NDP Leader Jagmeet Singh focused on the environment as he campaigned in central Montreal, where his party hopes to regain seats it lost in the past two elections.
An NDP government would eliminate subsidies for oil and gas companies, replacing them with direct funding for renewable energy projects, Singh promised during a campaign stop in the riding of Outremont, once held by Thomas Mulcair and now represented by Liberal Rachel Bendayan.
“What we’d like to do is invest directly into remediation of oil wells. We’d like to invest directly in retrofitting some of these oil wells into geothermal plants,” he said.
A February report from the International Institute for Sustainable Development shows Canada spent at least $1.9-billion in direct aid to the traditional energy sector last year, up from $600-million in 2019.
More than three-quarters of that – $1.5-billion – was to help companies restore abandoned oil wells in Alberta, Saskatchewan and British Columbia, which are a significant source of methane emissions.
That type of funding doesn’t guarantee that public funds are used to help preserve jobs or protect the environment, Singh said during the campaign stop in Montreal’s Plateau-Mont-Royal borough, an area known for bike lanes and pedestrianized streets that has elected environmentally focused candidates at the provincial and municipal levels.
Speaking near where Liberal Leader Justin Trudeau participated in a massive march against climate change in 2019, Singh said the Liberals had promised to end subsidies to oil and gas companies but had instead increased them, though he didn’t offer specific dollar amounts.
“We want to make sure that instead of these vague promises or these broken promises, we are committed to immediately ending those fossil fuel subsidies,” Singh said.
The NDP is running a targeted campaign in Quebec, focused on six to 10 ridings, said Alexandre Boulerice, who has represented the neighbouring riding of Rosemont – La Petite-Patrie since 2011.
Four of those, including Outremont, are central Montreal ridings won by the NDP – or include parts of former ridings won by the party – during the 2011 “Orange wave” but are now represented by Liberals.
Other targeted ridings include the cities of Trois-Rivieres and Sherbrooke, which have large student populations, as well as two more rural ridings, Drummond and Saint-Hyacinthe-Bagot, where former NDP MPs who lost their seats to the Bloc Quebecois in 2019 hope to regain them, said Boulerice, the sole NDP member elected in the province that year.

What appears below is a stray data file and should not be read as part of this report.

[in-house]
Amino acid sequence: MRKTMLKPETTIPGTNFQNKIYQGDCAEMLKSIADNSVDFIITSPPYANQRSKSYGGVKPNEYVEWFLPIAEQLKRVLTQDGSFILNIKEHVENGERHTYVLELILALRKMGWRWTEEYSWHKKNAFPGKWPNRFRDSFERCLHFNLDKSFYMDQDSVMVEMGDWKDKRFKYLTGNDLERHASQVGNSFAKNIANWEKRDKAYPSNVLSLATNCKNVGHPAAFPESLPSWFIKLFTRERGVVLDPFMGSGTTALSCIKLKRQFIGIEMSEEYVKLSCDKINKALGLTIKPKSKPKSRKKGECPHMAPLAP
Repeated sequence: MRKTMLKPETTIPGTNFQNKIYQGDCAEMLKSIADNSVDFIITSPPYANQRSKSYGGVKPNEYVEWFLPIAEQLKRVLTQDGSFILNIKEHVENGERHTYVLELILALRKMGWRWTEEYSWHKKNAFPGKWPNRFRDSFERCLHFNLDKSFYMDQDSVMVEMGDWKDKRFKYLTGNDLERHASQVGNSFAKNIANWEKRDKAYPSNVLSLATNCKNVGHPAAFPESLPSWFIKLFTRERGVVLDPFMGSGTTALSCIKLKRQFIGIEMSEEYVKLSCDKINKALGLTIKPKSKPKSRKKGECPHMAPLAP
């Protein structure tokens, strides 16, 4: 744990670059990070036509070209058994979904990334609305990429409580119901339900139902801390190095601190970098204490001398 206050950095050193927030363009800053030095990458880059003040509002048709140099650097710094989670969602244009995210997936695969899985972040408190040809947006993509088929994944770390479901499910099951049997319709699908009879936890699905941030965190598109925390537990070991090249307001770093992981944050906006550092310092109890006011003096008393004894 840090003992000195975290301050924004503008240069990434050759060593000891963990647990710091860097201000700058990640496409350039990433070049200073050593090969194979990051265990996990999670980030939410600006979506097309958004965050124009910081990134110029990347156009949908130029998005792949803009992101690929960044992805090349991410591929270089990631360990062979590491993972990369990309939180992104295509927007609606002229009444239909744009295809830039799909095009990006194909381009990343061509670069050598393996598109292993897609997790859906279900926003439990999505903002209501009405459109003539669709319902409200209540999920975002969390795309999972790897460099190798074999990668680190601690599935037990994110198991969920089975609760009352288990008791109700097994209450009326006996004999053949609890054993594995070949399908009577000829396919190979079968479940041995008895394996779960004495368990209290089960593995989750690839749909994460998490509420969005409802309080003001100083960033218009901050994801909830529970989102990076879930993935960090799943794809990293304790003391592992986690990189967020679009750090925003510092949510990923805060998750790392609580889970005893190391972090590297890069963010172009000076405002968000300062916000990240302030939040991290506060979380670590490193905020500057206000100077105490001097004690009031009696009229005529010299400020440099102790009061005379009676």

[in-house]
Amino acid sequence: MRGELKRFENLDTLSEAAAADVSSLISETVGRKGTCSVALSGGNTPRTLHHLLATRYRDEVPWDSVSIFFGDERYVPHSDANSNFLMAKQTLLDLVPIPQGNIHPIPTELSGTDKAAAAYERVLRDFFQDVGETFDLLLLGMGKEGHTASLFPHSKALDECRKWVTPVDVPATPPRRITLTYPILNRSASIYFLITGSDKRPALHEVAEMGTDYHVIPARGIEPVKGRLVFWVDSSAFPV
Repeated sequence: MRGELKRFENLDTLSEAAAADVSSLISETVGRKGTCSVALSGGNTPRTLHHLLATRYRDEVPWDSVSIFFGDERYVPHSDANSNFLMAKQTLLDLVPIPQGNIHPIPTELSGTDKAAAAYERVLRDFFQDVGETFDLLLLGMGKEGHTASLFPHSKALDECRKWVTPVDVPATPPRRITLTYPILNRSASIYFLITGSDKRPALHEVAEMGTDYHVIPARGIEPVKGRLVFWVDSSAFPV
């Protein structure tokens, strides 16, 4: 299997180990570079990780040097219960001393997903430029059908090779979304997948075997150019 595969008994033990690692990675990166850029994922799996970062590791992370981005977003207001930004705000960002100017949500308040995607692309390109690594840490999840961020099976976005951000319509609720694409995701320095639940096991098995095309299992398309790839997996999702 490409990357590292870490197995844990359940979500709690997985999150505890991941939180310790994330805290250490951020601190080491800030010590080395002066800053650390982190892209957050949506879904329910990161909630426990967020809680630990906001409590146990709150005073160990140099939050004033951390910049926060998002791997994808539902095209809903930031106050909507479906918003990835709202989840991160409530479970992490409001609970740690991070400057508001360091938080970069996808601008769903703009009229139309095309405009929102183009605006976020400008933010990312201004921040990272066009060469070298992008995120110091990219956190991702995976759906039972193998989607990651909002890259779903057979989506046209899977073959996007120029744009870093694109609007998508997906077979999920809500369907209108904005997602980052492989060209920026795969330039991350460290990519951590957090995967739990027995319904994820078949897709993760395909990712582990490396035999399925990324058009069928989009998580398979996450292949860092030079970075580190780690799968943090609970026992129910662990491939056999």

Boulerice said Singh is connecting with voters in Montreal because he has the same kind of charisma as Jack Layton, who was the party’s leader during its breakthrough in Quebec.
“I’ve worked with both men and they have the same kind of positive vibes,” he said. “They can connect to people, they are genuine, people relate to them, people like them.”
Singh also promised to spend $500-million on Indigenous-led conservation programs. He said many Indigenous communities face an “impossible decision” between creating good jobs in industries like logging and conserving their land.
“What we want to do is create a fund so that Indigenous communities that choose to conserve their land have an opportunity to do that with resources and the tools to actually make that decision.”
Singh didn’t outline the criteria that would determine which projects would be funded or how they would receive funds.
Speaking to a supporter critical of how the provincial NDP government in British Columbia has handled protests against logging in the Fairy Creek Watershed area on Vancouver Island, Singh said the fund would help avoid similar disputes in the future, by giving Indigenous communities the means to protect traditional land.
Singh made the comment as he visited small businesses in the Papineau riding currently held by Trudeau.
Local NDP candidate Christine Pare, who is running again after placing second in 2019 with 19.2 per cent of the vote, said she wouldn’t be running if she didn’t think she could win.
While climate change is important because it affects everyone, she said in an interview Monday that a lack of social housing is the biggest issue in Papineau, which includes some of Montreal’s poorest neighbourhoods.
This story was produced with the financial assistance of the Facebook and Canadian Press News Fellowship.
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